The Gradam an Uachtaráin Bill 2023 was introduced on June 8 as a private members bill sponsored by Independent Senators Sharon Keogan, Victor Boyhan, Rónán Mullen, Tom Clonan, and Gerard P. Craughwell.
It seeks to establish an honors system to recognize the "exceptional achievements of citizens of the [Irish] State and also the outstanding contributions of others to the State."
The Bill envisions that the Gradam an Uachtaráin (President's Award) could be awarded in recognition of outstanding achievement in or outside of Ireland in the following areas: social and community affairs; education and healthcare; arts, literature and music; science and technology; migrant and minority communities; sport; and leadership and business.
Delighted that my Gradam an Uachtaráin Bill 2023 has been published today.
This legislation provides for an honours system to recognise the exceptional achievements of Irish citizens and others in the following categories and I can already think of so many who would be… pic.twitter.com/cMGofrSkTt— Senator Sharon Keogan (@SenatorKeogan) June 8, 2023
Nominations of Gradam an Uachtaráin recipients could be made by the public or the Awarding Council, which would consist of nine members: the Secretary General to the President; two current serving lay members of the Council of State who have been nominated by the President of Ireland to serve on the Awarding Council; the serving President of the National University of Ireland; the serving President of the Royal Irish Academy; the serving President of IBEC; the serving President of the ICA; one serving member of the Executive of the Association of Irish Local Government; and one serving member of the Executive of the Local Authority Members Association.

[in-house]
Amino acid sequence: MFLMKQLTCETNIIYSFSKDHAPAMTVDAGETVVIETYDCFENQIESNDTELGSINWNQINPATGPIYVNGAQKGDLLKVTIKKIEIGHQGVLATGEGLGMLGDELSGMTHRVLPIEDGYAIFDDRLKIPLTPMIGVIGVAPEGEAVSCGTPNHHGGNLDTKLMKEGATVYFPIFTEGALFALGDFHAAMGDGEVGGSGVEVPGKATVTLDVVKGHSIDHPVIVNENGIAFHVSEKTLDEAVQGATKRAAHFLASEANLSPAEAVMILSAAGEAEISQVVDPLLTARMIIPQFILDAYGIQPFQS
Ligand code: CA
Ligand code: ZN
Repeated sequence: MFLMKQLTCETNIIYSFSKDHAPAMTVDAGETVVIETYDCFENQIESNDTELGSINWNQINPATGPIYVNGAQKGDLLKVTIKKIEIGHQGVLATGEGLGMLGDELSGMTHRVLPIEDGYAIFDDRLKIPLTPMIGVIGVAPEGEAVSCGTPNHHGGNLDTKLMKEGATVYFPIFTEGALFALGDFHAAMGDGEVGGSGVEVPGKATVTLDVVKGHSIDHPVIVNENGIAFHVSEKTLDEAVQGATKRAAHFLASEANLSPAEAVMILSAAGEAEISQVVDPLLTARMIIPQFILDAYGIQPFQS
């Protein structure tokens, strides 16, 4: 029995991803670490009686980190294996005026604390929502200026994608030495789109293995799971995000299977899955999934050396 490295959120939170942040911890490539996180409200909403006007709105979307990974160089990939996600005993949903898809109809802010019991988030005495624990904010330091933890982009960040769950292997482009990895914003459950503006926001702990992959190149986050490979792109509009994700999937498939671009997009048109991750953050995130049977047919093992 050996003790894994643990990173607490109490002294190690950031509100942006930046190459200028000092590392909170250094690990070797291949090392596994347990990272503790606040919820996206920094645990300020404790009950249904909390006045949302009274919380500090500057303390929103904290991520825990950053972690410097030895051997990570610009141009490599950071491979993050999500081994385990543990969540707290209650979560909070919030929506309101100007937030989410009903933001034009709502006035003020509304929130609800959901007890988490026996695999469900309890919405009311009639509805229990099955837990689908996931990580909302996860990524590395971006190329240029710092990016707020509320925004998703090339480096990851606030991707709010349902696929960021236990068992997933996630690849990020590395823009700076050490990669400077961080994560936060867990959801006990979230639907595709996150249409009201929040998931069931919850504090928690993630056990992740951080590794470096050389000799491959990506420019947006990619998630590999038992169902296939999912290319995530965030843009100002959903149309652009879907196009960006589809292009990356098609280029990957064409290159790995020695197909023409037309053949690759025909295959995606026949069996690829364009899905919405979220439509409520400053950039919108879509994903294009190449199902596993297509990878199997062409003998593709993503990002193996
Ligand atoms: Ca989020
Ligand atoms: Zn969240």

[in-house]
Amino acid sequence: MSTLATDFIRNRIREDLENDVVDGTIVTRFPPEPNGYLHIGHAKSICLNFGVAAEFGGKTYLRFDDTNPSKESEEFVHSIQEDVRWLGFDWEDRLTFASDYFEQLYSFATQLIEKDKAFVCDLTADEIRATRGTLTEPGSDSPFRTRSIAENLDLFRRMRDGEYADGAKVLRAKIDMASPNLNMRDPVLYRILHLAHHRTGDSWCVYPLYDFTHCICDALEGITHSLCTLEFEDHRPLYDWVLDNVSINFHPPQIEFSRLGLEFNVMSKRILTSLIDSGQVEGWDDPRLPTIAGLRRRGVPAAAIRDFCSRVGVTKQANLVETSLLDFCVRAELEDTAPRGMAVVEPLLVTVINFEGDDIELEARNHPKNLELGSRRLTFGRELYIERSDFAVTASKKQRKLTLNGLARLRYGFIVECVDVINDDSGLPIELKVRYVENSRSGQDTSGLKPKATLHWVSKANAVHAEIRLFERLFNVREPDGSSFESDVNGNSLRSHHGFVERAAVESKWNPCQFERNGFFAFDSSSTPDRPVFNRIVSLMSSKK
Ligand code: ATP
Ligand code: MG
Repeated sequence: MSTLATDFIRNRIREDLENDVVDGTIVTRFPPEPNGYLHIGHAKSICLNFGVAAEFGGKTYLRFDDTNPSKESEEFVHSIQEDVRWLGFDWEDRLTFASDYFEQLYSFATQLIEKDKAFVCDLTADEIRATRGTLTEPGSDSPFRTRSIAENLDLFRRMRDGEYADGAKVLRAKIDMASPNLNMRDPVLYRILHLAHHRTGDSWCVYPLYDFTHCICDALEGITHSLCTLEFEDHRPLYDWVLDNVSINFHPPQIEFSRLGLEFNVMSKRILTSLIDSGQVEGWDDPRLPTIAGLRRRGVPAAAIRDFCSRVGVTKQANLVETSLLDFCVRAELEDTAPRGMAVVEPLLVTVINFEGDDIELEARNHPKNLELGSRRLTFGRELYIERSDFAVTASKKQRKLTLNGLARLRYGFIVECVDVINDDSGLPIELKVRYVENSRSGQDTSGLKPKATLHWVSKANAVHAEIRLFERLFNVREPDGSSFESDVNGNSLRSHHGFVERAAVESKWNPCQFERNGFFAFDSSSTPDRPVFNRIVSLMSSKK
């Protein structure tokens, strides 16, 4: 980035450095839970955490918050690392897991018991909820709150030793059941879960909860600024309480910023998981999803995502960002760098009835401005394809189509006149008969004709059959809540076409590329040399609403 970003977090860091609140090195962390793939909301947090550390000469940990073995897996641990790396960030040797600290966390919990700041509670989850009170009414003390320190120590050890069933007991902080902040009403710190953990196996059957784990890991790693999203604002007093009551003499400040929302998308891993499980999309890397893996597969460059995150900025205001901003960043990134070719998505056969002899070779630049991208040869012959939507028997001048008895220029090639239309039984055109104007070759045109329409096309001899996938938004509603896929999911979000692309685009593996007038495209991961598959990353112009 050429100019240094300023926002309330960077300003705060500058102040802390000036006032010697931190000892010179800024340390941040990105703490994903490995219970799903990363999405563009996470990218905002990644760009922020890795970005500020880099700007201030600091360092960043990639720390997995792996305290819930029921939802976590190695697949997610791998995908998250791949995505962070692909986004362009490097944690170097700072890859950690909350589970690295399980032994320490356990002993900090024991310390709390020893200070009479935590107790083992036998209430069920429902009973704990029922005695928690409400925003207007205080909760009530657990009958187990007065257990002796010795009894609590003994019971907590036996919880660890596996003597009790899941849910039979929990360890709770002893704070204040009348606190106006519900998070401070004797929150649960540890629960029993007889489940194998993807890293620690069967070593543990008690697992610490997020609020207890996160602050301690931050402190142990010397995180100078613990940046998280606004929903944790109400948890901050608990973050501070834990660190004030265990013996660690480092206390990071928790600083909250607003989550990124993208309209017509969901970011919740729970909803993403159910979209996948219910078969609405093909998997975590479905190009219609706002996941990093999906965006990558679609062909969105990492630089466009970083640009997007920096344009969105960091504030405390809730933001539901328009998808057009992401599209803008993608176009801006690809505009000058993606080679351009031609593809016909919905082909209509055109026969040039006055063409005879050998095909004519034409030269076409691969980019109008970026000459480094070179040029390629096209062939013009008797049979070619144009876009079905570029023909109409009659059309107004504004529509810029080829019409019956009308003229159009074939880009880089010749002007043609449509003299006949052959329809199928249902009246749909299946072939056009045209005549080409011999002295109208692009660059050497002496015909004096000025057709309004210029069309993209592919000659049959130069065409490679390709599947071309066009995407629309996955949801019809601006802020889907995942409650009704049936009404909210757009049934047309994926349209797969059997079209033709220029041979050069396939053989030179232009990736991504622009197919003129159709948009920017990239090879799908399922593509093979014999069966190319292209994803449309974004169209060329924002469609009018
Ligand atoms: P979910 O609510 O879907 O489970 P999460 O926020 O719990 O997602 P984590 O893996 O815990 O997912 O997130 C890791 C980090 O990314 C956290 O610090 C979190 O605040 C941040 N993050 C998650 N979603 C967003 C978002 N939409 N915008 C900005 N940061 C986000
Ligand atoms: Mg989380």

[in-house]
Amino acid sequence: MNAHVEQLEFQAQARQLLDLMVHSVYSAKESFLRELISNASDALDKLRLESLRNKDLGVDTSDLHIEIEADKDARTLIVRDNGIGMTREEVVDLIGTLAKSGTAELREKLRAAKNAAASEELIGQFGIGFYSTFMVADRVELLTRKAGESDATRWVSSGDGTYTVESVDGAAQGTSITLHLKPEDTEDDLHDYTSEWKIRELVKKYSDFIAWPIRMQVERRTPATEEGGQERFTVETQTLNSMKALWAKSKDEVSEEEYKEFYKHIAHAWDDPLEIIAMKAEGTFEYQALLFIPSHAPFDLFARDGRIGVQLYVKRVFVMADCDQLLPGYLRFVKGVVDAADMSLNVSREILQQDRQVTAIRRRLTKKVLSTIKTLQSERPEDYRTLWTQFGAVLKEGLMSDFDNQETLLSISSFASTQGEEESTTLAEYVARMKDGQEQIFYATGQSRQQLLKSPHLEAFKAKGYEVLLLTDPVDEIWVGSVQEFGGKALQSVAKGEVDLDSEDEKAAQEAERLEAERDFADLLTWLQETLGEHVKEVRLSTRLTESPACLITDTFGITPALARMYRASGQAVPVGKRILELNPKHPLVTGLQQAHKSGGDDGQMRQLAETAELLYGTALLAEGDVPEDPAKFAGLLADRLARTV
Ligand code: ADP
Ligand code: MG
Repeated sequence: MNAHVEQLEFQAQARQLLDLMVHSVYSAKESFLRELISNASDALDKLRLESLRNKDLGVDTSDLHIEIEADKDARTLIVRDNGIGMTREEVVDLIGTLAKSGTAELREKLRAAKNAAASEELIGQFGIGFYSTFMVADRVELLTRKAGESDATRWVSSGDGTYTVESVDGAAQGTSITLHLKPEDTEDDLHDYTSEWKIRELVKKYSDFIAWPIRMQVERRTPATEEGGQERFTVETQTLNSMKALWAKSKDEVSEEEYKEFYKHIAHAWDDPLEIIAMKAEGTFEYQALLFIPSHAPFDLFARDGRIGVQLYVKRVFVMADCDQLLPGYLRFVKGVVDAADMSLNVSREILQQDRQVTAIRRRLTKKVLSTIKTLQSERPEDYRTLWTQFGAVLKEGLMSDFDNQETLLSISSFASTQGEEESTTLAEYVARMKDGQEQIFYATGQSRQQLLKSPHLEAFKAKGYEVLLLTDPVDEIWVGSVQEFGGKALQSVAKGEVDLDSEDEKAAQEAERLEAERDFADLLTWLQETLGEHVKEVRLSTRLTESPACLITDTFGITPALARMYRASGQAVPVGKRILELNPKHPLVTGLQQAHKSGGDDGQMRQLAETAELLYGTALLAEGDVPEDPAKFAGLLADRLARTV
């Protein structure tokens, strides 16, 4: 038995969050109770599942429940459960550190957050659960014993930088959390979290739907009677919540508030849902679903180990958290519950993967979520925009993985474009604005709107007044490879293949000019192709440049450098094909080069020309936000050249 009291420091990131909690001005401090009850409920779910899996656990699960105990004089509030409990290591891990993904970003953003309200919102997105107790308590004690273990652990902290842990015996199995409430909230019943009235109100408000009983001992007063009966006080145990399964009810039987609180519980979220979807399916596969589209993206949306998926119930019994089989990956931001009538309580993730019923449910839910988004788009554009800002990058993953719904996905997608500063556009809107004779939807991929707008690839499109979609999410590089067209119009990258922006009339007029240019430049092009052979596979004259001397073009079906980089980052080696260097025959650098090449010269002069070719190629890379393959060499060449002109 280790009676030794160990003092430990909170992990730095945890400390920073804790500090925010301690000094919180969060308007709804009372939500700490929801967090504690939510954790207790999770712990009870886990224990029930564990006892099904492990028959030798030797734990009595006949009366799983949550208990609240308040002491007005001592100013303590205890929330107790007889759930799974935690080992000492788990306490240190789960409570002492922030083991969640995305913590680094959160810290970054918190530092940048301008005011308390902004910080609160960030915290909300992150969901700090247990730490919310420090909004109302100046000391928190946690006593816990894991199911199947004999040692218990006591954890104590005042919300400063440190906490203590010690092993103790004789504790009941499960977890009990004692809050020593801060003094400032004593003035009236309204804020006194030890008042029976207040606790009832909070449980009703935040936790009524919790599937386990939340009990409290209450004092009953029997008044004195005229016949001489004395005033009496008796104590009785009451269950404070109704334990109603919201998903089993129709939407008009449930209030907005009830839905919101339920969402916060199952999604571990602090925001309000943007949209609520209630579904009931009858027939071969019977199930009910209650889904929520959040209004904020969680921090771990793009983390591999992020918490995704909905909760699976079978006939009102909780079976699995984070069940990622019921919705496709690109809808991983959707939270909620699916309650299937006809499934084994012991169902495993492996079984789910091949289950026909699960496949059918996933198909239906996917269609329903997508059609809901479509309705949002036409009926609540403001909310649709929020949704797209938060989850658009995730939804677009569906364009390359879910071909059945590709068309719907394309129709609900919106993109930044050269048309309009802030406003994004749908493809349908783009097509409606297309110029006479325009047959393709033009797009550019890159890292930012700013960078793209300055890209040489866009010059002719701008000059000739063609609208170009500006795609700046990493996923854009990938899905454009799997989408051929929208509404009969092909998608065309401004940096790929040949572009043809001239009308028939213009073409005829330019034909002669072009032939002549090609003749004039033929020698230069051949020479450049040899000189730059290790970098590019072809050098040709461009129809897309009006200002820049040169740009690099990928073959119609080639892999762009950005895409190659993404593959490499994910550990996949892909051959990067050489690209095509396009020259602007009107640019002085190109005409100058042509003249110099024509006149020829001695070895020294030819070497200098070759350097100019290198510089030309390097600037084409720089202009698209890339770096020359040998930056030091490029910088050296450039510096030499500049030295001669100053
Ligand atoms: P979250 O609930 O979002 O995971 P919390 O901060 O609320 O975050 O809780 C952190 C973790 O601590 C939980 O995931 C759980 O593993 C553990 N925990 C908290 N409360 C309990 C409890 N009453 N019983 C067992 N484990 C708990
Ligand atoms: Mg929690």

The Bill proposes that a maximum of 12 people could receive the award per year, and in a calendar year, no more than four of the awards may be conferred upon persons of a nationality other than Irish.
The recipients of the Gradam an Uachtaráin would be presented with a medal, which may be worn on formal occasions, and a lapel button by the President of Ireland.
Additionally, honorees could use the post-nominal letters “G.U.” indicating the honor which has been conferred upon him or her.
Taoiseach Leo Varadkar seemed skeptical but not opposed to the Bill, telling reporters on Tuesday: “I think it’s fair to say there would be a significant degree of reluctance and unease about going down that route in Ireland.
"Our constitution prohibits us from having titles of nobility. In fairness, no one is proposing anything like that.
“We do have Gaisce, which is the President’s Award, already. We have the Distinguished Service Award as well.
“Looking across the world and to other parts of the world, you often see people getting honors for the wrong reasons because of their connections. Then you see people – and I suppose this is inevitable in life – who later in life turn out to be undeserving of those honors.
“I’d be reluctant to go down the route, quite frankly. I think I can speak for the Government in that regard.”
However, Varadkar said the government did not want to "shoot the idea down" and is not opposing further discussion on it.
On Wednesday, Senator Craughwell, one of the Bill's sponsors, told Newstalk that the Gradam an Uachtaráin is not designed to be equated to honors in other countries, namely the British OBE.
"We're not looking for an award system for the rich and the famous or the politically elevated," he said, adding, "we're looking for a way of honoring people who went over and beyond of what's required of them in their communities, in their specific fields."
Craughwell said the only "perks" of receiving the award would include being an "invited guest" at State occasions and events, and "you would be recognized for the remainder of your life for the work you did."